Saturday, January 2, 2010

In Which "Public Citizens" Support the Further Impoverishment of Poor Africans

. Saturday, January 2, 2010

Last week the Obama administration ended trade benefits for Madagascar, Guinea, and Niger, citing movements away from democracy in those countries. Aid Watch noted a few weeks ago that this move would eliminate 100,000 (relatively) high-paying jobs in Madagascar alone, and that removing access to U.S. markets makes little sense for the promotion of democracy or development:

The reasoning seems to be that political instability and violations of democratic procedures hurt the Malagasy people, so the natural US government response is to—hurt them more by taking away their jobs?

But a look at the AGOA eligibility requirements shows there is some room for interpretation. There must be, if non-shining examples of democracy like the DRC, Guinea, and Guinea Bissau get to stay on the list while Madagascar is kicked off.

Trade skeptics Eyes on Trade, however, love the move and wish such provisions were built into all trade agreements, like those with Honduras:

Our trade policy should be promoting democratic governance instead of handcuffing our ability to discourage coups and dictatorships. Signing CAFTA-style trade agreements is a surefire way to diminish our capacity to conduct effective foreign policy.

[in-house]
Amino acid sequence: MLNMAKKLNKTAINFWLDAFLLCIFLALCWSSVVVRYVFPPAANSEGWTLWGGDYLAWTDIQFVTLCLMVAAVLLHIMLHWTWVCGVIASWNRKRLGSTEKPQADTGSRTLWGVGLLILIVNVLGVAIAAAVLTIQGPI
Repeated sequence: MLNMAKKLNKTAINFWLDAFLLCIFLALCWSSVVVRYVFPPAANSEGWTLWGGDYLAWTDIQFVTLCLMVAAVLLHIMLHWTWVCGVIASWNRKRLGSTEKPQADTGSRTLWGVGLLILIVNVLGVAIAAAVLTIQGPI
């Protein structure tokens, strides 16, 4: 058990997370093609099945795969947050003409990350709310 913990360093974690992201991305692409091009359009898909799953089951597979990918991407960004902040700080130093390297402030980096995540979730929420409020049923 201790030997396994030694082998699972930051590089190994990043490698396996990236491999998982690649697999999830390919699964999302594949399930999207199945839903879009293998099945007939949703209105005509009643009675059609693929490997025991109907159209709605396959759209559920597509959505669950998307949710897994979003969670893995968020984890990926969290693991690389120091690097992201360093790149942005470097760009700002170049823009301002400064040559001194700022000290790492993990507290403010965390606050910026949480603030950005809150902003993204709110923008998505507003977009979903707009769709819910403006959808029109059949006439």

Is there any reason to think that punishing undemocratic regimes by restricting trade access will have a positive effect on democracy? It might depend on the specific cases, but in general there is little reason to think so. Countries that are engaged in global trade markets tend to be more democratic than those that are more isolated. For these purposes it doesn't much matter which direction causality runs (i.e. whether trade leads to democracy or democracy leads to trade), since either interpretation would lead us to conclude that Obama's decision to isolate these countries will be counterproductive.

Aid Watch's motto is "Just Asking That Aid Benefit the Poor". I like it a lot, but in this case it needs a bit of modification. How about "Just Asking That Democracy-Promotion Promote Democracy"? Would the Eyes on Trade folks agree with the sentiment?


In Which "Public Citizens" Support the Further Impoverishment of Poor Africans




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